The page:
and the reverse primer was 50-ATGTAGAGGCAGCCGACG-30 corresponding to the fixed
sequences at each end of the ssDNA for amplifying dissociated ssDNA using PCR. The library
and primers were supplied by Shengong Biotechnology Co. Ltd. (Shanghai, China). The
capturing sequence was reverse complementary to the hybrid sequence, and Cy3 fluorophore
occupies the 50 side. In the 30 end of the capturing sequence, 15 nt thymines, 6 carbon atoms,
and a biotin group were sequentially connected. The quenching sequence SQ was the same as
the reversed primer but with a quencher BHQ-1 labeled at the30 end.
Hybridization of C50, Pool99, and SQ
First, the ssDNA library (Pool99) was dissolved in the assembling-washing buffer and was
denatured at 95?C for 5 min. Then the library was placed on ice water as soon as possible to
cool down to 0?C. The cooled library was mixed with C50 and SQ at a ratio of C50:Pool99:
SQ = 6:1:6. The final volume of this mixture was not more than 20 ?L. The mixture was
immediately placed in water at 53?C for 30 min, followed by another water immersion at 48?C for
more than 4 h. Next, the mixture was held in water at 43?C for 30 min and 38?C for 4 h.
Assembling the Bead-C50-Pool99-SQ complex
LumAvidin microspheres stored at the low temperature were removed and warmed to room
temperature, centrifugated and ultrasonically shaken, and completely resuspended. The
acquired volume of the microspheres was transferred into a 1.5 mL low-protein-adsorption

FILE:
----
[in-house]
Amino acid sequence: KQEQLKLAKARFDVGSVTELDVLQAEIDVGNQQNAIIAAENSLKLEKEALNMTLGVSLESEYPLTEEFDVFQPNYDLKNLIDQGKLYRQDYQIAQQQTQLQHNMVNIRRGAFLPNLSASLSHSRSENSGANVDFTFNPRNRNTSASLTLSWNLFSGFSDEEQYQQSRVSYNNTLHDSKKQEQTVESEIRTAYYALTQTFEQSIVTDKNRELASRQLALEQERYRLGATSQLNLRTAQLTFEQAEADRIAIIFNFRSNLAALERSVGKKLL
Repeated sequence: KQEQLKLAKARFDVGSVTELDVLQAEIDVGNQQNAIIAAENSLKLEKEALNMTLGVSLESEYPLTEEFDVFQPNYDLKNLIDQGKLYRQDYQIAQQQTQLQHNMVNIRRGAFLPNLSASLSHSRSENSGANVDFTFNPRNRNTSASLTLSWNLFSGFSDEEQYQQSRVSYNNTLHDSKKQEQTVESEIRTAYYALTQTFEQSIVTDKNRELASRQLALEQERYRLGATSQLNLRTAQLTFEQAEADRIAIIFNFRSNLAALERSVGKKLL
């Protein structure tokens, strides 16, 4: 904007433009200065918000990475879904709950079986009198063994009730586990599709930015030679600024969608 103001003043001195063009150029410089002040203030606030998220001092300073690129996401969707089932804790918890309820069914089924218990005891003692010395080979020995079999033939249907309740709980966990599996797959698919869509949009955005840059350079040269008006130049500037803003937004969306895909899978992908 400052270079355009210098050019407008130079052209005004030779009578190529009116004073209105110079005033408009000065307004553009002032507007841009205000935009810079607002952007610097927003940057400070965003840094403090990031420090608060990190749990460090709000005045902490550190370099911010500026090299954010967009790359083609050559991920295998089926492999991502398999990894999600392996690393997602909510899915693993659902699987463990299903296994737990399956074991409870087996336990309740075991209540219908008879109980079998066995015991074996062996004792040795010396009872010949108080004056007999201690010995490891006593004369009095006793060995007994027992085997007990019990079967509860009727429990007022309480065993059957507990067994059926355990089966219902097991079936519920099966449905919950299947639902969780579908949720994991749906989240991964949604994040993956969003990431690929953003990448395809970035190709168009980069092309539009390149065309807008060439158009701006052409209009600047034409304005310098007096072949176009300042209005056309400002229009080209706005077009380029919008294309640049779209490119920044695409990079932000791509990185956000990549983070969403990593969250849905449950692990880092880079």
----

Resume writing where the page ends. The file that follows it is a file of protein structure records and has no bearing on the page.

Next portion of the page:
tube (Eppendorf) and centrifugated. Then, the mixture was added to 500 ?L of the
assembling-washing buffer and gently vortexed to resuspend the microspheres, and centrifugated
twice. The hybridized C50-Pool99-SQ was added to the LumAvidin microspheres that had
been washed. Then the complex Bead-C50-Pool99-SQ was completely assembled. The
microspheres were then sequentially washed by the hybrid-washing buffer with different
concentrations of NaCl at 500, 100, 50, 20 and 1 nM. The procedure was as follows: shaking at 400 rpm
for 30 min each time, and thrice for every NaCl concentration. The supernatant of the washed
buffer was kept every third time for the following PCR to evaluate the effect of washing.
Screening the C4-HSL aptamer by the structure-switching fluorescence
activating bead sorter (ssFABS)
As the signaling molecule C4-HSL is a small compound with a MW of 170, it is difficult to be
fixed on a solid matrix. Therefore, the immobilized aptamer method was used to screen the
specific aptamer. In this method, the fixed aptamer changes its conformation after it binds to
C4-HSL, and it then dissociates from the solid phase into the liquid phase (Fig 1). The
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Fig 1. Schematic of aptamer screening by structure switching.
structure-switched aptamer in the liquid phase can be directly used in PCR for amplification,
and the product can be subsequently applied in the next round of screening. With rounds of
screening, aptamers with a high affinity and specificity can be obtained. The method above is
called the structure-switching SELEX method.
Preparation and purification of the C4-HSL structure-switching ssDNA
The Bead-C50-Pool99 complex prepared above was resuspended in SELEX buffer. C4-HSL
was added to the complex and incubated together at 37?C for 1 h for conformation transition.
Then, the mixture was centrifugated at 8,000 g for 2 min, and the supernatant was collected. A
portion of the supernatant was used for PCR to measure the switching rate, and the rest was
kept for the following structure switching. Asymmetric PCR was used to obtain the secondary
ssDNA library. The PCR protocol was implemented at an initial temperature of 95?C for 5
min, followed by 40 cycles of denaturing at 95?C for 30 s, annealing at 60?C for 30 s, extension
at 72?C for 15 s, and one cycle of extension at 72?C for 4 min. The PCR product was isolated